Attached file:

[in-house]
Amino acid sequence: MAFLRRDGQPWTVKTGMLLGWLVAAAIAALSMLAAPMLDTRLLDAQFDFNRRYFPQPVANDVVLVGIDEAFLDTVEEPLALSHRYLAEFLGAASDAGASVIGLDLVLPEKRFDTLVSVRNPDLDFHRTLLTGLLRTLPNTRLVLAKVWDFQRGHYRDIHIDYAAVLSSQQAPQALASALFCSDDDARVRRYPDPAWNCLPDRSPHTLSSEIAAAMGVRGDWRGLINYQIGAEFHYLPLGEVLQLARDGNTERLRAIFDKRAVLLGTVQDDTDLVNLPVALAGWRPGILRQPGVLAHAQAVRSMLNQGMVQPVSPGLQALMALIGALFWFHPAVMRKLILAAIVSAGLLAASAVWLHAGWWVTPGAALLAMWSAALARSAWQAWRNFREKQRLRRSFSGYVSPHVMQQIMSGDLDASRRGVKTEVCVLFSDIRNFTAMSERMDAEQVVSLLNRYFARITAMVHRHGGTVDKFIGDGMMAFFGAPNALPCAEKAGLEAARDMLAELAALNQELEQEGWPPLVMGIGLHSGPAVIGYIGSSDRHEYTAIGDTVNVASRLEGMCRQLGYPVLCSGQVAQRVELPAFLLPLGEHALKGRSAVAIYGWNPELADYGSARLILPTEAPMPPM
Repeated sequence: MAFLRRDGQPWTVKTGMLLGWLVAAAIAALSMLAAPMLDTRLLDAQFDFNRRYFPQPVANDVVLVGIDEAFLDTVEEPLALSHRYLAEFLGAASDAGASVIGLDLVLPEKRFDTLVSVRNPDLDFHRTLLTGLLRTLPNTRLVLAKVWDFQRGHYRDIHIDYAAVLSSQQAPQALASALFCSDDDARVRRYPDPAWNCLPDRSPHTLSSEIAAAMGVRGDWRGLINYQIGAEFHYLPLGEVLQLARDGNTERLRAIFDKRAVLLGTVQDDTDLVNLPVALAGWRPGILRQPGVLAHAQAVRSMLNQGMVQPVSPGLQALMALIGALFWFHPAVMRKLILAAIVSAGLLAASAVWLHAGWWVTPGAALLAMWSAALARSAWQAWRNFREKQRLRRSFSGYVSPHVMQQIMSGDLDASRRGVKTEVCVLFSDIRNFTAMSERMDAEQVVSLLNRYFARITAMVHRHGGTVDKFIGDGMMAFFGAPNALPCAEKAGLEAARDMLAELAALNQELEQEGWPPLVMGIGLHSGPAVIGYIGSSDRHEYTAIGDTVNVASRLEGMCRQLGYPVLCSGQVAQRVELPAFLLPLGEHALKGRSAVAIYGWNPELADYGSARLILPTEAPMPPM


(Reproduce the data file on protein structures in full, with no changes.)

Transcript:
[in-house]
Amino acid sequence: MAFLRRDGQPWTVKTGMLLGWLVAAAIAALSMLAAPMLDTRLLDAQFDFNRRYFPQPVANDVVLVGIDEAFLDTVEEPLALSHRYLAEFLGAASDAGASVIGLDLVLPEKRFDTLVSVRNPDLDFHRTLLTGLLRTLPNTRLVLAKVWDFQRGHYRDIHIDYAAVLSSQQAPQALASALFCSDDDARVRRYPDPAWNCLPDRSPHTLSSEIAAAMGVRGDWRGLINYQIGAEFHYLPLGEVLQLARDGNTERLRAIFDKRAVLLGTVQDDTDLVNLPVALAGWRPGILRQPGVLAHAQAVRSMLNQGMVQPVSPGLQALMALIGALFWFHPAVMRKLILAAIVSAGLLAASAVWLHAGWWVTPGAALLAMWSAALARSAWQAWRNFREKQRLRRSFSGYVSPHVMQQIMSGDLDASRRGVKTEVCVLFSDIRNFTAMSERMDAEQVVSLLNRYFARITAMVHRHGGTVDKFIGDGMMAFFGAPNALPCAEKAGLEAARDMLAELAALNQELEQEGWPPLVMGIGLHSGPAVIGYIGSSDRHEYTAIGDTVNVASRLEGMCRQLGYPVLCSGQVAQRVELPAFLLPLGEHALKGRSAVAIYGWNPELADYGSARLILPTEAPMPPM
Repeated sequence: MAFLRRDGQPWTVKTGMLLGWLVAAAIAALSMLAAPMLDTRLLDAQFDFNRRYFPQPVANDVVLVGIDEAFLDTVEEPLALSHRYLAEFLGAASDAGASVIGLDLVLPEKRFDTLVSVRNPDLDFHRTLLTGLLRTLPNTRLVLAKVWDFQRGHYRDIHIDYAAVLSSQQAPQALASALFCSDDDARVRRYPDPAWNCLPDRSPHTLSSEIAAAMGVRGDWRGLINYQIGAEFHYLPLGEVLQLARDGNTERLRAIFDKRAVLLGTVQDDTDLVNLPVALAGWRPGILRQPGVLAHAQAVRSMLNQGMVQPVSPGLQALMALIGALFWFHPAVMRKLILAAIVSAGLLAASAVWLHAGWWVTPGAALLAMWSAALARSAWQAWRNFREKQRLRRSFSGYVSPHVMQQIMSGDLDASRRGVKTEVCVLFSDIRNFTAMSERMDAEQVVSLLNRYFARITAMVHRHGGTVDKFIGDGMMAFFGAPNALPCAEKAGLEAARDMLAELAALNQELEQEGWPPLVMGIGLHSGPAVIGYIGSSDRHEYTAIGDTVNVASRLEGMCRQLGYPVLCSGQVAQRVELPAFLLPLGEHALKGRSAVAIYGWNPELADYGSARLILPTEAPMPPM